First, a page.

It is said that 160 million years ago in China, a pterosaur was flying in the sky, which seemed to resemble a frog, a bat, or a dragon, but nothing.
When a broken fossil was found in China, a joint investigation team of China and Japan conducted an X-ray survey to determine how to assemble a bone, and it was revealed that it is a species that has never been discovered. It is about the size of a sparrow, but it is a pterosaur with wings. In Rhamphorhynchoids, it is rarely called anurognathus without a tail. The official name is Sinomacrops bondei, commonly known as bondei.
It is presumed that it has hard and long hairs around the mouth and played a role in catching flying insects in the mouth. The large eyes appear to be for finding bugs even in low light. One paleontologist says that pterosaur bones are thin and hollow to fly, so unlike other animals, they rarely remain fossils. However, this time, although it is limited, it is wonderful to have reproduced this much from broken fossils.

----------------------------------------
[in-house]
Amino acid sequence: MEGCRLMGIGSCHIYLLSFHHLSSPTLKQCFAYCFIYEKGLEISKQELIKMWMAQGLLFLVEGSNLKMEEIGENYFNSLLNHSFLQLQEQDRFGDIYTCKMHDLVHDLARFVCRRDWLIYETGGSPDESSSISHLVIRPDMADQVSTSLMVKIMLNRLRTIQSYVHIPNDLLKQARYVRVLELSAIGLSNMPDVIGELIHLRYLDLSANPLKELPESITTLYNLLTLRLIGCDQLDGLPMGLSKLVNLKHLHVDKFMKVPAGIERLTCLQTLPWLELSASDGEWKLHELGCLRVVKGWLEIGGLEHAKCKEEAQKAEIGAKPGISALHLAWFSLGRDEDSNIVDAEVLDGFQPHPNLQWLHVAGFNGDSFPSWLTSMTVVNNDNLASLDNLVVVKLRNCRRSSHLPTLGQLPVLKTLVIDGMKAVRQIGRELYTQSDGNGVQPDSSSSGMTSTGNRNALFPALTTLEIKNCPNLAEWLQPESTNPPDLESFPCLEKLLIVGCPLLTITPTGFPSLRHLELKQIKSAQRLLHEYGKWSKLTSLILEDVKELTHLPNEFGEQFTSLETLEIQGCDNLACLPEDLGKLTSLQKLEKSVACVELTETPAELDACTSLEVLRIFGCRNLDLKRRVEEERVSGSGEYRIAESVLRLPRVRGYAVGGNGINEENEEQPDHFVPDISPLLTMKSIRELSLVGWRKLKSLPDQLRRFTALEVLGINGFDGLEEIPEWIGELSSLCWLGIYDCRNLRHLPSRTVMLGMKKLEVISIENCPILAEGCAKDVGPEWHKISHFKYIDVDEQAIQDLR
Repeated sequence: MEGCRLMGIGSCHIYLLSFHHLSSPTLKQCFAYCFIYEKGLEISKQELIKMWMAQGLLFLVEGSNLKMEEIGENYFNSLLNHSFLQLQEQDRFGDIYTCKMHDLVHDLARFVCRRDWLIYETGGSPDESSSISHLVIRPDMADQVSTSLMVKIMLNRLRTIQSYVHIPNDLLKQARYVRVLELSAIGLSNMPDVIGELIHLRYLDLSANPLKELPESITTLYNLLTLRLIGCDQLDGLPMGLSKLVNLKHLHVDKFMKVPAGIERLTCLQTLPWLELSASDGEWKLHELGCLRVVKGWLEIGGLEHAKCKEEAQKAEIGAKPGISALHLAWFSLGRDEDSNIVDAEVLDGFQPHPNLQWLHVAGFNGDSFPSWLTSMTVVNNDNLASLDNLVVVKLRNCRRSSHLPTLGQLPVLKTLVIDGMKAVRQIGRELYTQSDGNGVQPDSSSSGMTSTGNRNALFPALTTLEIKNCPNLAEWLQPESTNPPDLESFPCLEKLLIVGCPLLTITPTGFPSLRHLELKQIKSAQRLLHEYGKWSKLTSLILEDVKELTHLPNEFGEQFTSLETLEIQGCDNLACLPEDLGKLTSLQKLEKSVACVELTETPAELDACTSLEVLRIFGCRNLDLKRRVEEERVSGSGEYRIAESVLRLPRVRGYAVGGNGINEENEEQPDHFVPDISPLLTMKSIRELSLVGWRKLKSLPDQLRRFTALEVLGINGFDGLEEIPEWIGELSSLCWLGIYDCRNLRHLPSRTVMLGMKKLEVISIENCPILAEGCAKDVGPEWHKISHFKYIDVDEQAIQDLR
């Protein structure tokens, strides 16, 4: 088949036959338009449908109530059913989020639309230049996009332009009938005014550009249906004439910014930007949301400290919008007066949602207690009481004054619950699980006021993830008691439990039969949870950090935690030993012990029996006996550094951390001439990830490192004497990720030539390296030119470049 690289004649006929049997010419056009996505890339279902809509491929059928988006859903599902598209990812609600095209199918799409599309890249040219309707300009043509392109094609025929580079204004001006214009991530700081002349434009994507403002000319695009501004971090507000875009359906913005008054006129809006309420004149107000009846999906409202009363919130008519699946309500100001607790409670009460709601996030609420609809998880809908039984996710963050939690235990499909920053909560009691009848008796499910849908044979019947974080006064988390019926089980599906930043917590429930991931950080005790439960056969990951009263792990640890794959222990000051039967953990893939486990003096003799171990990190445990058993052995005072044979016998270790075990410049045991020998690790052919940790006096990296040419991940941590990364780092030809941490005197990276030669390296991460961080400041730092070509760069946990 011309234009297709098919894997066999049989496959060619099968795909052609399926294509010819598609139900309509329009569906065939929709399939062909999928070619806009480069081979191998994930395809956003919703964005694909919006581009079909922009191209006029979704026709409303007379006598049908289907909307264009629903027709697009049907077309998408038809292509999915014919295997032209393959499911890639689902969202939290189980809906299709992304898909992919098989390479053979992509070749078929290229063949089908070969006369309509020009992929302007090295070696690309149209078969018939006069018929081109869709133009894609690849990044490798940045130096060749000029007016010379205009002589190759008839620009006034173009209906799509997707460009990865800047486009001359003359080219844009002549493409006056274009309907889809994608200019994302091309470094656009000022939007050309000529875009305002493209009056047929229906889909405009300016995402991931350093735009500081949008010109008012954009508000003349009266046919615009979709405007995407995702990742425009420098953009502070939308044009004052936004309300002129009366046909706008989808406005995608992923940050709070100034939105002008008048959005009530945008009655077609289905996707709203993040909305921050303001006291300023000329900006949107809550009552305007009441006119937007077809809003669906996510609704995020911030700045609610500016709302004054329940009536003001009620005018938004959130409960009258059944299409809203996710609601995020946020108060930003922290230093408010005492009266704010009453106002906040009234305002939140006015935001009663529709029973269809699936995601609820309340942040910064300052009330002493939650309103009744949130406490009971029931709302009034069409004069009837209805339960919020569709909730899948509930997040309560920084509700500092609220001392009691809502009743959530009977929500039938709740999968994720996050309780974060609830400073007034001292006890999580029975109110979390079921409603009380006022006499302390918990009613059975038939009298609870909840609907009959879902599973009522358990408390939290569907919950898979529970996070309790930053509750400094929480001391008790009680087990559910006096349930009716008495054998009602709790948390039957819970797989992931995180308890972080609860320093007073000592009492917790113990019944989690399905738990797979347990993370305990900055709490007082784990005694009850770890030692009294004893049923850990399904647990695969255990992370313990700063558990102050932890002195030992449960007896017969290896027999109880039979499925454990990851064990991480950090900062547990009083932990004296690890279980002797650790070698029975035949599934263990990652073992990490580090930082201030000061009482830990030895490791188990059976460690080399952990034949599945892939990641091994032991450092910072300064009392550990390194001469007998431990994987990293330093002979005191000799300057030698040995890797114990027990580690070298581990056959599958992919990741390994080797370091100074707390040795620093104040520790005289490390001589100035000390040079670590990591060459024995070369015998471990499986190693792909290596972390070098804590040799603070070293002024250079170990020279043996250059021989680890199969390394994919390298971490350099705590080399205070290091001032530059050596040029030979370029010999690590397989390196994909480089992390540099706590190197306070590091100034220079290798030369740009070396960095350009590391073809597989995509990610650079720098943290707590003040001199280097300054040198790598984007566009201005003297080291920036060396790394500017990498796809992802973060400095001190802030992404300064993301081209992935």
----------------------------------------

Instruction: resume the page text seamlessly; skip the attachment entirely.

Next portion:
In addition, most pterosaurs of this era usually have an elongated face full of small teeth, but the round and large face also attracts attention. When pterosaurs began to diversify in this era, numerous species with unique shapes began to evolve, and finding such pterosaurs in the early days can be a hint of how to investigate fossils in the future. Related information can be found here.